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US-China tech race is really a chip talent war

US President Joe Biden signed into law this month the Chips and Science Act that provides US$52.7 billion in subsidies aimed at outcompeting China in semiconductor production – part of a US$280 billion bipartisan industrial policy to boost semiconductor manufacturing. Days later, the US government placed four more critical technologies on an export control list, choking off Chinese access to them.

Moving at warp speed, however, China’s largest chip manufacturer, Semiconductor Manufacturing International Corp (SMIC), has secretly mastered how to produce chips using “7 nanometre” technology.

SMIC’s advance in production technology now puts it on a par with the US’ Intel, and only one generation behind the world’s most advanced chips in mass production, the 5nm generation produced by Taiwan Semiconductor Manufacturing Company (TSMC). Leaving aside the US’ robust economic alliance with Taiwan and South Korea, American and Chinese chip capabilities are roughly on an equal footing.

China’s stealth breakthrough has made a mockery of two US administrations’ efforts to restrict technology exports to China by the world’s leading manufacturers. The Biden administration’s whole-of-government approach is intended to stifle China’s ambition to move below 10nm technology. Clearly, it has failed.

However hard the Biden administration tries to counter Chinese chip manufacturing, there is a fatal flaw in its logic, and a critical factor it fails to take into account: talent flow.

The US can ban the sale of technology, equipment or other tangible products to China. But it cannot stem the free flow of global tech talent from the world to China.

In upholding the sanctity of human freedom, the West is also morally bound to support free-willed individuals who are fulfilling personal aspirations beyond national borders.

Huawei has been openly recruiting global talent, for example. In April, the Chinese tech group posted a recruitment notice for prodigies from all around the world, promising “limitless” salaries. In the past two years, Huawei has recruited 26,000 fresh graduates, including 300 prodigies. This year, the aim is to hire 10,000 fresh graduates.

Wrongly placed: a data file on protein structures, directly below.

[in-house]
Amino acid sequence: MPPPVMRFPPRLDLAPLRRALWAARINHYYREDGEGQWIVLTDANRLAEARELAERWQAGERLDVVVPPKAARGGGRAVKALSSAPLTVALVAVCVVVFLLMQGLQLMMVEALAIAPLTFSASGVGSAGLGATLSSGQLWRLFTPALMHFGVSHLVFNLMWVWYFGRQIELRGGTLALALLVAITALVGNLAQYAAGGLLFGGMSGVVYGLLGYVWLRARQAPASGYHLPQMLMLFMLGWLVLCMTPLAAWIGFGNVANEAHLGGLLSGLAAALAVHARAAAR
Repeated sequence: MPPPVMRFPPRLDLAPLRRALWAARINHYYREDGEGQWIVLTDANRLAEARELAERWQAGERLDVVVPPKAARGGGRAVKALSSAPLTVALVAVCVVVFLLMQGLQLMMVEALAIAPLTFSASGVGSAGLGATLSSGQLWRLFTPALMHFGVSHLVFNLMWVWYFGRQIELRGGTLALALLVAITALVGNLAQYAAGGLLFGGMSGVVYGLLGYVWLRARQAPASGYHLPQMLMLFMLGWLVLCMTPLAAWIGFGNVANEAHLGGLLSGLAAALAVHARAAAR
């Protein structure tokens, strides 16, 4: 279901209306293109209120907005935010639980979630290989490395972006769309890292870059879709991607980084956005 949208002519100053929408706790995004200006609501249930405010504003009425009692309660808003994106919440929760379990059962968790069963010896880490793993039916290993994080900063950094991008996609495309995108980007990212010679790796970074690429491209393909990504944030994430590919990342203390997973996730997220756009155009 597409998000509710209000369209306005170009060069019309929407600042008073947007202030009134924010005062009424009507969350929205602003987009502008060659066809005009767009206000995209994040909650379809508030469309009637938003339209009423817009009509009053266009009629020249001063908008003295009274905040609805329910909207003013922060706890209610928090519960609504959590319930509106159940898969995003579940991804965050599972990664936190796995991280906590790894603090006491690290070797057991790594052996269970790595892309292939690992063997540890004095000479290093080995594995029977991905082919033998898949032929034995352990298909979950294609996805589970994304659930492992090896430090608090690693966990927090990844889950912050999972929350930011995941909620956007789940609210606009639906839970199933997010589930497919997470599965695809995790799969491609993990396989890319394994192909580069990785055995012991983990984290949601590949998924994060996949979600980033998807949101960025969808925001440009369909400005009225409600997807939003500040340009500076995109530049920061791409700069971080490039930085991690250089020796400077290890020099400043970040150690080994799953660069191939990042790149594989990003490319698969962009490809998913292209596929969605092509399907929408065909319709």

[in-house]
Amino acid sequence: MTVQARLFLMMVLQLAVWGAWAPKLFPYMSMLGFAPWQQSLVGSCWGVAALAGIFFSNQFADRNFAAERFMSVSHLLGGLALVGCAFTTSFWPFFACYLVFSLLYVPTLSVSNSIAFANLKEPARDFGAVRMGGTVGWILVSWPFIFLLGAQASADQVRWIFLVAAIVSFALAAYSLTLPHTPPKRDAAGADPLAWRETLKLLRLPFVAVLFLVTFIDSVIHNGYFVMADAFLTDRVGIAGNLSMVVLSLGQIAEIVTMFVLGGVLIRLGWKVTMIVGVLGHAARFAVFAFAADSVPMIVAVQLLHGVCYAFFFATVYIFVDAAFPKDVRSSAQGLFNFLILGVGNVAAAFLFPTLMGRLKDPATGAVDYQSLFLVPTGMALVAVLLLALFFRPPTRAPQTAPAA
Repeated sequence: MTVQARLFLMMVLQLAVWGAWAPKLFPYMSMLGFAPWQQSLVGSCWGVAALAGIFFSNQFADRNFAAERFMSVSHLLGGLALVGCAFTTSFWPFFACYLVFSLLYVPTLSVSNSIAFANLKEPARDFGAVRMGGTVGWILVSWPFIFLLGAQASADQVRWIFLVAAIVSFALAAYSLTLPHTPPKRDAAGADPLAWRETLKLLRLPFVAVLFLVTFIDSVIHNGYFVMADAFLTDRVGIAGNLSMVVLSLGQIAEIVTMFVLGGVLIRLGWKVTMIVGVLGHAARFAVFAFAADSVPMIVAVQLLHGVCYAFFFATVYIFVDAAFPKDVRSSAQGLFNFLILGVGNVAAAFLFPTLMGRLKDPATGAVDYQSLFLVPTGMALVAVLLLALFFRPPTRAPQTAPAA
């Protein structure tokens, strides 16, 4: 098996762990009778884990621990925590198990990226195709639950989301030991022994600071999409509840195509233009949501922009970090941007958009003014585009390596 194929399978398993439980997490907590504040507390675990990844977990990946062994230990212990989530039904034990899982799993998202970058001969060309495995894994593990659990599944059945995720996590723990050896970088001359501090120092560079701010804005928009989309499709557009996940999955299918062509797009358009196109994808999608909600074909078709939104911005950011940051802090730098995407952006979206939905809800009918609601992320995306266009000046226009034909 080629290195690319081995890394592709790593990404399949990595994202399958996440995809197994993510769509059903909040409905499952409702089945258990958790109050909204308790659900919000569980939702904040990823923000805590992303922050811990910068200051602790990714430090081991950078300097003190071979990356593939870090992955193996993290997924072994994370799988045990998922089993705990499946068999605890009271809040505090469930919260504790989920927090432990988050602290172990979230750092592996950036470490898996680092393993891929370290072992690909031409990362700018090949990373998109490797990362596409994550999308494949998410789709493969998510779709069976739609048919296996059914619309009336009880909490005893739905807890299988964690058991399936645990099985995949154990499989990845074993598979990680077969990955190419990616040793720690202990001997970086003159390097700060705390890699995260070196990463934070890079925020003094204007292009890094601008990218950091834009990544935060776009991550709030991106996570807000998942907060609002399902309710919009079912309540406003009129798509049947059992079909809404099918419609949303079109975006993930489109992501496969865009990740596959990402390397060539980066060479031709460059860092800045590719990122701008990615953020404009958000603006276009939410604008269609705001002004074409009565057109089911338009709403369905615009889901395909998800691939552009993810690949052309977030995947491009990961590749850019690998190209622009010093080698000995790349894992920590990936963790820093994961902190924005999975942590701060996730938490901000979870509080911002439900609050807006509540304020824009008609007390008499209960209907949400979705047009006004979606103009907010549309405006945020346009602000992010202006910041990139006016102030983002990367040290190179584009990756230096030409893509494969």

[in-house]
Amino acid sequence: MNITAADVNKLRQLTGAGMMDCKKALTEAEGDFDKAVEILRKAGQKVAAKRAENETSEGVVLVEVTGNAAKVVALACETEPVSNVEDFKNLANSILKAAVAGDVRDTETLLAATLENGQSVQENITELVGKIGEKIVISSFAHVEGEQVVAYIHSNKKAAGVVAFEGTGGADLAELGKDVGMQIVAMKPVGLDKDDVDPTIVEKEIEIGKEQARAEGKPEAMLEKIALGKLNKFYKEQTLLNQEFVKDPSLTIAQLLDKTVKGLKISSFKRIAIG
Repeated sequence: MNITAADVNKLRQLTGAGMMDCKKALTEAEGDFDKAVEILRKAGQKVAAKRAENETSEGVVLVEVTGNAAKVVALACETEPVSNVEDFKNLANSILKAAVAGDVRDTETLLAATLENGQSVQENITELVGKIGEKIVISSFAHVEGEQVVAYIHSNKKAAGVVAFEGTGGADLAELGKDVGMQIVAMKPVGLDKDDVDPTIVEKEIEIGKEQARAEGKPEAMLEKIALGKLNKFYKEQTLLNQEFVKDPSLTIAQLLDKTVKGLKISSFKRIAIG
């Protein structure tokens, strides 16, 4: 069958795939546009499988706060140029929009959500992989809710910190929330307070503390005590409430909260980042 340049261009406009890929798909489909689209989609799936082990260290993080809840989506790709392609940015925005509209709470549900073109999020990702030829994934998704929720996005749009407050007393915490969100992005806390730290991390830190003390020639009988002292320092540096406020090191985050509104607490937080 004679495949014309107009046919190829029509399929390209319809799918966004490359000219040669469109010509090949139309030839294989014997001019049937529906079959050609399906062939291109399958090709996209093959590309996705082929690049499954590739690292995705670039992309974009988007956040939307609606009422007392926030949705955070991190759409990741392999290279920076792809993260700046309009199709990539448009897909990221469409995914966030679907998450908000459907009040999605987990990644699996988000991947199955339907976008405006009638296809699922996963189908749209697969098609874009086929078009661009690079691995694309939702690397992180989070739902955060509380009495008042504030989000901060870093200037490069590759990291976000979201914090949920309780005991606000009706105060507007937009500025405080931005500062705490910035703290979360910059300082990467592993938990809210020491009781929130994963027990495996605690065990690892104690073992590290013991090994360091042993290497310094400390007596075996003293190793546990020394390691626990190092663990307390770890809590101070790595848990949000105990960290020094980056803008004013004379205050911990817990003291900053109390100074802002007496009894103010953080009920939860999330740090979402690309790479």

Renowned French mathematician Laurent Lafforgue joined Huawei last September, a sign that its aggressive talent strategy is working. The world’s top scientists are also rational agents in the free market. With salaries, perks, grants and teams that are many times what Western tech companies can offer, the balance may gradually tilt in China’s favour.

Moreover, nearly two-thirds of graduate students in electrical engineering and computer science in the US are foreign nationals. Many are from emerging economies that have no emotional stake in the outcome of China-US strategic competition.

One of the US’ most promising space ventures, SpaceX, is run by Elon Musk, a South African immigrant whose other venture – Tesla – already relies heavily on both production and the market in China. Axiom Space, founded by Iranian immigrant Kam Ghaffarian, aims to launch the world’s first private international space station. These individuals are more passionate about advancing human civilisation and pushing back the frontiers of tech than having any role in US-China tech decoupling.

Without human capital, there can be no industrial revolution. If China manages to attract the talent, it will only be a matter of time before it has the world’s most advanced technology, including chips.

The US can ban Chinese from elite American science institutions, but can it also ban students from Saudi Arabia, Iran, Vietnam or elsewhere? Such bans would mean a huge loss of talent for the US. What measures could the Biden administration take to prevent global talent flowing to China after these young people have gained knowledge and training in semiconductor technology in the United States?
When the Trump administration choked off Huawei’s access to chips made with US software and technology, the company was badly affected. Several senior executives from Huawei’s chip subsidiary, HiSilicon, have joined Unisoc, a chip manufacturer under state-backed Tsinghua Unigroup, while others may have gone to Taiwanese chip design house MediaTek.

Thus, executives continue to work in advanced chip technology, some for companies not featured on US blacklists.

What is the point of imposing export controls on a few Chinese companies when global human capital is so mobile?

Does the Biden administration have the political will and moral authority to ban global tech talent from Chinese companies? Is Washington simply kicking the can down the road for future administrations to deal with?

The free flow of talent – into and around China – is a winning card in this era of technological competition. The Biden administration’s response is too weak and too narrow, and fails to address the fact that people are the ultimate diffuser of global technology, not machines.

The talent supply chain is the defining component of the global tech value chain. Washington’s strategy of “luring and banning” – luring chip manufacturing to America while banning critical products and technology from China – will ultimately be defeated by time and the free market.

No country can ban another from the threshold of industrial and civilisational advancement. What will happen will happen; the only variable is time.

In the absence of extensive curbs on talent flows, some or perhaps all the US funding for industry and innovation may end up supporting the rise of next-generation technology globally, including in China. The US knows this. China knows this. So does the rest of East Asia. South China Morning Post

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